SRINAGAR: Amid an upsurge in Covid-19 cases in Jammu and Kashmir, about 25,000 non-local brick kiln labourers are going to arrive in the valley from various states to resume their work.
Labour Commissioner Kashmir Abdul Rashid War, the officer who is monitoring the movement of labourers, told Kashmir Reader that by the end of next week, about 25,000 labourers are scheduled to arrive. All of them will be tested before they go start their work, he said.
So far, 11,000 non-local workers have arrived in Kashmir since July 14. All of them have undergone tests for Covid-19. War said that the labourers have come on the request of their fellow brick kiln workers.
“There was a requirement of about 25,000 more brick kiln labourers in Kashmir. They were needed as the rates of bricks were going up,” War said.
Among the common people, though, there is a sense of alarm at such an influx of outsiders. A video recently went viral on social media showing labourers, somewhere on the Srinagar-Jammu highway, claiming to have not been tested for Covid-19 on their arrival in Kashmir.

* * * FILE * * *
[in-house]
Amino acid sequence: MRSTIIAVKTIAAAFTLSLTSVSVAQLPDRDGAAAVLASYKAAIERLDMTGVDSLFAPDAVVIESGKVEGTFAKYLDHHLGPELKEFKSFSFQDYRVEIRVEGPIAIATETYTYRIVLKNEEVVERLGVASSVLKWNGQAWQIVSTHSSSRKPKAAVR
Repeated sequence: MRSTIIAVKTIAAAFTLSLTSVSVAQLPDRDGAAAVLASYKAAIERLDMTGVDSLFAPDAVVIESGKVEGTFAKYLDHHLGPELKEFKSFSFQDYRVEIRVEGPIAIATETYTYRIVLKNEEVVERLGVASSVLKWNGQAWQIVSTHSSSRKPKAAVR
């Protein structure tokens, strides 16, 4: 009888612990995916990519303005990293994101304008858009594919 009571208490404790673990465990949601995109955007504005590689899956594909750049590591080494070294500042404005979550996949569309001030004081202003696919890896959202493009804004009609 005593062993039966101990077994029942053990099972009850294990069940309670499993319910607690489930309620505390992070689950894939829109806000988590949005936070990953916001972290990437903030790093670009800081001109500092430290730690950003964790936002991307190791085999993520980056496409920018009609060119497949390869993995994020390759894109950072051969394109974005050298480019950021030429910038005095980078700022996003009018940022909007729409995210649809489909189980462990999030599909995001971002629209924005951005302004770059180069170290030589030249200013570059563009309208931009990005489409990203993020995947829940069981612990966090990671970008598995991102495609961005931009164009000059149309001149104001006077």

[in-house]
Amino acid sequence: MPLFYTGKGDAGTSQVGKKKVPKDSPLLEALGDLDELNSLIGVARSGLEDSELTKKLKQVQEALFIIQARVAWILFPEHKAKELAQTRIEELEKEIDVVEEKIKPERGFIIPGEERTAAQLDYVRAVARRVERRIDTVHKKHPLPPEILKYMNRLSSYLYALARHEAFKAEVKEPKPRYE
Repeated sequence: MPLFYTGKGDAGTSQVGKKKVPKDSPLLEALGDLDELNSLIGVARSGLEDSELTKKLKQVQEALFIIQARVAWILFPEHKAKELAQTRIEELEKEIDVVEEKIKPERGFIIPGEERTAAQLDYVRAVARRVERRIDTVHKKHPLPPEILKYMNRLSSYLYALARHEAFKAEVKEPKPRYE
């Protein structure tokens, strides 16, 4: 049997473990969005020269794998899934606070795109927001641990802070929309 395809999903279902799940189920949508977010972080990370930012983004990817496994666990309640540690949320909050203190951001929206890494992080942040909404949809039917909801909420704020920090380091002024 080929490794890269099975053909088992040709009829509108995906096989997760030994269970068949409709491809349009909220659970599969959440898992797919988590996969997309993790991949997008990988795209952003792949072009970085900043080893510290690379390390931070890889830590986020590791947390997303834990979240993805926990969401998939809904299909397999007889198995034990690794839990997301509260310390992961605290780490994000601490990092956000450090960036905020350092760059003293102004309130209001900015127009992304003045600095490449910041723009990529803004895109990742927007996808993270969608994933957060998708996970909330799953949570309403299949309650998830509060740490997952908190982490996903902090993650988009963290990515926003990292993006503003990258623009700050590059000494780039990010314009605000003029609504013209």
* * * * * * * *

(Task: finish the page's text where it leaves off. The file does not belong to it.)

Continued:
Questions are also being raised at the timing of this influx of people, given that Covid positive cases detected in J&K have breached the 13k mark, and 232 Covid-19 patients have died.
Divisional Commissioner Kashmir PK Pole told Kashmir Reader that people do not need to worry as the labourers coming to Kashmir will be brought in a guided movement from Lakhanpur in Jammu.
“Labourers will be tested at Lower Munda in Jammu before they enter Kashmir. In the past 5 days we have taken more than 10,000 samples. There is no reason for worry,” Pole said, adding that people should be more worried about people not wearing masks and not maintaining social distancing.
Pole also said that there are no guidelines which restrict the number of labourers working at brick kilns. He also said that labourers coming from Jammu do not need to be tested for Covid-19 before they enter Kashmir.
As of now, the brick kiln industry in Kashmir has only about 1,000 labourers in place, against the required 25,000 in 300 brick kilns. The lack of enough labour is affecting production and the prices of bricks have been rising sharply in recent weeks.
Due to the weather conditions in the valley, brick kilns operate from mid May until the fall of November. Allied construction sectors such as masonry, carpentry, and painting are also facing a labour crunch. The arrival of more labourers will be a relief for the industry, for now.